The Daily Contortions

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The Daily Contortions

The Daily Contortions

Like many of Philip Metres's poems, today's selection looks at what stands in the way of peace.

"The Daily Contortions" by Philip Metres

He’s rushing down the block, away
from shul, dressed in black hat, black
coat and pants, even black socks
peeking beneath lemon yellow

crocs. Yom Kippur—my daughter’s
ten-year-old friend Tehila informs us—
you can’t wear leather, you don’t eat,
you get the chance to become

an angel
. The kids are gathered, chosen
neighbors around Aviva’s swing,
whose arc’s so wide you wonder
if you’re flying. The seat chains ascend

to a limb so high it’s heaven,
whatever our religion. We take turns
giving underdogs, which means helping
others to wing, as Leila says,

still lacking letters. Who can use
the swing, what symbols printed
on boxes indicate something is
not forbidden—these are the daily

signs we study and are
flummoxed by. In the meantime,
Aviva, our neighbor, the splitting
image of my daughter, refuses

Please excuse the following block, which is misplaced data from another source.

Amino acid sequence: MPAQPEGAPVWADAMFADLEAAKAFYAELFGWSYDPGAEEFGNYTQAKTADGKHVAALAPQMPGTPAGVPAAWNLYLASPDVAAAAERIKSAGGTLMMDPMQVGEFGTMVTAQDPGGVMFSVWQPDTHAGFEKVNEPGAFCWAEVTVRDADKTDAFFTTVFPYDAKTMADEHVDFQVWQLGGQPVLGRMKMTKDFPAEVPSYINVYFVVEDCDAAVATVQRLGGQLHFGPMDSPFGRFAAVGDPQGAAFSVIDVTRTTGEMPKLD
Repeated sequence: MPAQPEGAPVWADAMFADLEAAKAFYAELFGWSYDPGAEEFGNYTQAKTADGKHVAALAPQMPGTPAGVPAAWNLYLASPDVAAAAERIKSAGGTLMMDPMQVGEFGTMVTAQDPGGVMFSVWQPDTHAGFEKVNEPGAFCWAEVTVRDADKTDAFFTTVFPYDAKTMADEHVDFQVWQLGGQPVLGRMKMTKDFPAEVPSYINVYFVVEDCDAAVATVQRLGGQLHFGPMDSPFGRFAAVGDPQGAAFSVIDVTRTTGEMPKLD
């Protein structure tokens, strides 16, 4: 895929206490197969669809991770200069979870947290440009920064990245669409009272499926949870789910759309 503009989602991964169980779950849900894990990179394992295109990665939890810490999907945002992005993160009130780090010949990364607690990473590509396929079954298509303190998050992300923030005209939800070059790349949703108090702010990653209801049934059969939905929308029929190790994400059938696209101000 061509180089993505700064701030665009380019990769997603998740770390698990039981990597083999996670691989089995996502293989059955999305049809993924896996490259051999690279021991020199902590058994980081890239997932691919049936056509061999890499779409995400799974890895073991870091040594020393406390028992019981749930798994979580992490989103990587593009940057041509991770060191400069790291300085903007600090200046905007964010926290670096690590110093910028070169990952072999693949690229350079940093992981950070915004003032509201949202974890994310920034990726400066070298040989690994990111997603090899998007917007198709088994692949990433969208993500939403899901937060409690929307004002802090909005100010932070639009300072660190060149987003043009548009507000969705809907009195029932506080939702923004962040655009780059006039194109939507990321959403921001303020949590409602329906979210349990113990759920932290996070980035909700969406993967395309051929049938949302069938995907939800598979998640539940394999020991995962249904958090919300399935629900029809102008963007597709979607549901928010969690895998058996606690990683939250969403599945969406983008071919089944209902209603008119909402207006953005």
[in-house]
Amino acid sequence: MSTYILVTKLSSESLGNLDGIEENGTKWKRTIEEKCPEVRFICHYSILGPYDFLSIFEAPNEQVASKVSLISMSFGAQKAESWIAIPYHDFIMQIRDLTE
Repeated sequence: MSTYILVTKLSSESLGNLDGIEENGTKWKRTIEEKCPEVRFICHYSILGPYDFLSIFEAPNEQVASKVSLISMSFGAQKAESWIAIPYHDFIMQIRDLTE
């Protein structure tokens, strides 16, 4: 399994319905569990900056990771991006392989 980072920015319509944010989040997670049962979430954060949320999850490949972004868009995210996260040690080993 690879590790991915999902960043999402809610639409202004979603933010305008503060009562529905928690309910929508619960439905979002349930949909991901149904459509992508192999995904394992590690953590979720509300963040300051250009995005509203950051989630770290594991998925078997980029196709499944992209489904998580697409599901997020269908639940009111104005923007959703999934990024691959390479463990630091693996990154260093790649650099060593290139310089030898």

her pretzels: I don’t give non-Jews
, she explains, then,
but I can give them to my dog.
But Adele’s almost Jewish
, Rahel

insists. Aren’t you, Adele?
Who among us does not want pretiola
“little rewards” the monks would grant
to children reciting Bible verses,

which, read wrongly, one day would darken
into Kristallnacht? The little arms
of bracchia folded in prayer, a crucifixion
treat to savor and swallow. Here the daily

contortions continue. Who can do
what and who cannot and by what
law is it possible, and to sate
which God hungry for our obedience?

I want to shake this little angel,
the flaming sword of her words
expelling my daughter
from the garden

of her sunburned yard. The peace process
is a matter of a third girl, Rahel,
breaking her pretzel,
handing the savory splinter to Adele.

"The Daily Contortions" by Philip Metres first appeared in Come Together: Imagine Peace. Eds. Philip Metres, Ann Smith and Larry Smith. Bottom Dog Press, 2008. Used with permission of the author.

Philip Metres is the author and translator, most recently, of The Compleat Catalogue of Comedic Novelties by Lev Rubinstein (Ugly Duckling Presse, 2014), A Concordance of Leaves (Diode, 2013), abu ghraib arias (Flying Guillotine, 2011), and is a Creative Workforce Fellow in 2014.